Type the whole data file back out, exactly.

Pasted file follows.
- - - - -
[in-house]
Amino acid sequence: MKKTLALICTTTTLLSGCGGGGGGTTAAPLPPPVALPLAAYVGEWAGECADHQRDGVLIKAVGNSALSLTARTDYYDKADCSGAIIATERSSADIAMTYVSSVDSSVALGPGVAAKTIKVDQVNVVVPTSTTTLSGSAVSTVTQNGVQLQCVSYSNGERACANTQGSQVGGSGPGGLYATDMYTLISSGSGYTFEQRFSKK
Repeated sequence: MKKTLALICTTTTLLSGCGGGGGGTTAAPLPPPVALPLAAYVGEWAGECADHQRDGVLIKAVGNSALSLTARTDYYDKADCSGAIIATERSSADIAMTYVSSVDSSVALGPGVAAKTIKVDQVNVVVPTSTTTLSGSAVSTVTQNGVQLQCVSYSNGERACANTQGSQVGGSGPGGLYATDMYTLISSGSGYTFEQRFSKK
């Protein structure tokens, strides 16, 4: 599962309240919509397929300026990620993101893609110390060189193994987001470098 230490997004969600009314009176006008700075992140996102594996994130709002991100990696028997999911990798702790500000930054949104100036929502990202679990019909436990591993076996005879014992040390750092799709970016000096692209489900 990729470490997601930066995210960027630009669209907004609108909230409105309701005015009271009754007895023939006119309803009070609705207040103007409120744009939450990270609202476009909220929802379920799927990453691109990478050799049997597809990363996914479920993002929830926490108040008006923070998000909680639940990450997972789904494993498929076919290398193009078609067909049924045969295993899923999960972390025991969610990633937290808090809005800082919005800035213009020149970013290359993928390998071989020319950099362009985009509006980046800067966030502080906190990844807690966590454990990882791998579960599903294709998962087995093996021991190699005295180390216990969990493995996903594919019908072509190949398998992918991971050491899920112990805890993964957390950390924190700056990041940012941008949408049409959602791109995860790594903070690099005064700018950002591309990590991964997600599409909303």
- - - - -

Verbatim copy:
[in-house]
Amino acid sequence: MKKTLALICTTTTLLSGCGGGGGGTTAAPLPPPVALPLAAYVGEWAGECADHQRDGVLIKAVGNSALSLTARTDYYDKADCSGAIIATERSSADIAMTYVSSVDSSVALGPGVAAKTIKVDQVNVVVPTSTTTLSGSAVSTVTQNGVQLQCVSYSNGERACANTQGSQVGGSGPGGLYATDMYTLISSGSGYTFEQRFSKK
Repeated sequence: MKKTLALICTTTTLLSGCGGGGGGTTAAPLPPPVALPLAAYVGEWAGECADHQRDGVLIKAVGNSALSLTARTDYYDKADCSGAIIATERSSADIAMTYVSSVDSSVALGPGVAAKTIKVDQVNVVVPTSTTTLSGSAVSTVTQNGVQLQCVSYSNGERACANTQGSQVGGSGPGGLYATDMYTLISSGSGYTFEQRFSKK
């Protein structure tokens, strides 16, 4: 599962309240919509397929300026990620993101893609110390060189193994987001470098 230490997004969600009314009176006008700075992140996102594996994130709002991100990696028997999911990798702790500000930054949104100036929502990202679990019909436990591993076996005879014992040390750092799709970016000096692209489900 990729470490997601930066995210960027630009669209907004609108909230409105309701005015009271009754007895023939006119309803009070609705207040103007409120744009939450990270609202476009909220929802379920799927990453691109990478050799049997597809990363996914479920993002929830926490108040008006923070998000909680639940990450997972789904494993498929076919290398193009078609067909049924045969295993899923999960972390025991969610990633937290808090809005800082919005800035213009020149970013290359993928390998071989020319950099362009985009509006980046800067966030502080906190990844807690966590454990990882791998579960599903294709998962087995093996021991190699005295180390216990969990493995996903594919019908072509190949398998992918991971050491899920112990805890993964957390950390924190700056990041940012941008949408049409959602791109995860790594903070690099005064700018950002591309990590991964997600599409909303």